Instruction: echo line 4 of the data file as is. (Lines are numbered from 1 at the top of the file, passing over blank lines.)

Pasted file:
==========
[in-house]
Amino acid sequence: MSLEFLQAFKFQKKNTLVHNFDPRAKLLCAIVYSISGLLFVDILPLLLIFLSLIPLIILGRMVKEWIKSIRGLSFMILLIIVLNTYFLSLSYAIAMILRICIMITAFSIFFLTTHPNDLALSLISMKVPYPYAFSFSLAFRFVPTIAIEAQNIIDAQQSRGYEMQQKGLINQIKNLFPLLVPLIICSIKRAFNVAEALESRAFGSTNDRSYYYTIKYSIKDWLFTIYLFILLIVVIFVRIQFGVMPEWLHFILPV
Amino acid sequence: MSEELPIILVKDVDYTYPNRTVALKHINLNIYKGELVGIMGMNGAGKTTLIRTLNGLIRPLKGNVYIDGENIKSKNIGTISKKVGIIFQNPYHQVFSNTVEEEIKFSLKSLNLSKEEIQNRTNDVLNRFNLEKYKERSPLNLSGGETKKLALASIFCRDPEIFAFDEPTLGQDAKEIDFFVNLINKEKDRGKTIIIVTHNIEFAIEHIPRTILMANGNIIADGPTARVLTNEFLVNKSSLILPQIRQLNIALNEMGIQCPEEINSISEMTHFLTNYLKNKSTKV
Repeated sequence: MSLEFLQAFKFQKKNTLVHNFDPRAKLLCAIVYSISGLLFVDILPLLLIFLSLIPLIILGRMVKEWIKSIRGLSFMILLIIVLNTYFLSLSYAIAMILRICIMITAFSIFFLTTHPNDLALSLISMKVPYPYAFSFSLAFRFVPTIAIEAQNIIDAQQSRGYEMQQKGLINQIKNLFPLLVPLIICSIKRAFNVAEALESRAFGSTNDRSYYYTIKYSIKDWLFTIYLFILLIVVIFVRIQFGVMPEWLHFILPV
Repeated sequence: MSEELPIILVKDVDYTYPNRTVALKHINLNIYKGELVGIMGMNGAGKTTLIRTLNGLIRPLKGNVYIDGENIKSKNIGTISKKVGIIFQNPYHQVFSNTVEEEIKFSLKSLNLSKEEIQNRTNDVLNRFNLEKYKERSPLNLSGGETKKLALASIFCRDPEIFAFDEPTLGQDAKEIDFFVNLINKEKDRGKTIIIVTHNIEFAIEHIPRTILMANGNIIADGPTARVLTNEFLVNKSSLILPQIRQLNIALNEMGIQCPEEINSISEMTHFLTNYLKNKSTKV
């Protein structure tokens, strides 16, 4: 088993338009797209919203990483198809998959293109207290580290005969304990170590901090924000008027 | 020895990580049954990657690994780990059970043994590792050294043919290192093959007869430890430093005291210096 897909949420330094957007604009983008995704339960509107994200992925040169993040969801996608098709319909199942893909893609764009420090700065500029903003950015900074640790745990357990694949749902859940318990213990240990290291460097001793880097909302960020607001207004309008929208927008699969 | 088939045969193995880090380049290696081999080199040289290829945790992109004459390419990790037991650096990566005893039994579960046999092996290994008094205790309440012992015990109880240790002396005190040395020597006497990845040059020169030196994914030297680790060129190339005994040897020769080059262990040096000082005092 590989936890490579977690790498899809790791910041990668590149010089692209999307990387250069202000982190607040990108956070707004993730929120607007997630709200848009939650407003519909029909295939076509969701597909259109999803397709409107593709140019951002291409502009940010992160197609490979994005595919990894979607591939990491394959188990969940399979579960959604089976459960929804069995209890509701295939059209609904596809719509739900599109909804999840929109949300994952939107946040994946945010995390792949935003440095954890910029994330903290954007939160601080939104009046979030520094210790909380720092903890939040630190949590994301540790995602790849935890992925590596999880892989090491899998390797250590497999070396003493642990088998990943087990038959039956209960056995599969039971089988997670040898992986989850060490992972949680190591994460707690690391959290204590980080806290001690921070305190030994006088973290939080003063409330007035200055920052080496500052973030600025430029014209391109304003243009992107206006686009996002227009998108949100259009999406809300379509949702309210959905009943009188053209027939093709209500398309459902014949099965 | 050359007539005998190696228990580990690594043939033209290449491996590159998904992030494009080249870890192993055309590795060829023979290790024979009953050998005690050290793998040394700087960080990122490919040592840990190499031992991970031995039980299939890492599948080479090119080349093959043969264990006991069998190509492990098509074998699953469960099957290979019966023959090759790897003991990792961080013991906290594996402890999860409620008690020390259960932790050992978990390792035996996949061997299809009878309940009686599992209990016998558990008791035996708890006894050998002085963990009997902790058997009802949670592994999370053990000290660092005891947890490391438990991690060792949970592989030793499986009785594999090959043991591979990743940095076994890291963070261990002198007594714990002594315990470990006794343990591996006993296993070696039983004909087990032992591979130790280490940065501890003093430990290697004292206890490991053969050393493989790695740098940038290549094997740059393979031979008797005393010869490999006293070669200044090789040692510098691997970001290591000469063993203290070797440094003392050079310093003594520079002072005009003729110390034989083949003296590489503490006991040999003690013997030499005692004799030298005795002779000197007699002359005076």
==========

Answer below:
Repeated sequence: MSLEFLQAFKFQKKNTLVHNFDPRAKLLCAIVYSISGLLFVDILPLLLIFLSLIPLIILGRMVKEWIKSIRGLSFMILLIIVLNTYFLSLSYAIAMILRICIMITAFSIFFLTTHPNDLALSLISMKVPYPYAFSFSLAFRFVPTIAIEAQNIIDAQQSRGYEMQQKGLINQIKNLFPLLVPLIICSIKRAFNVAEALESRAFGSTNDRSYYYTIKYSIKDWLFTIYLFILLIVVIFVRIQFGVMPEWLHFILPV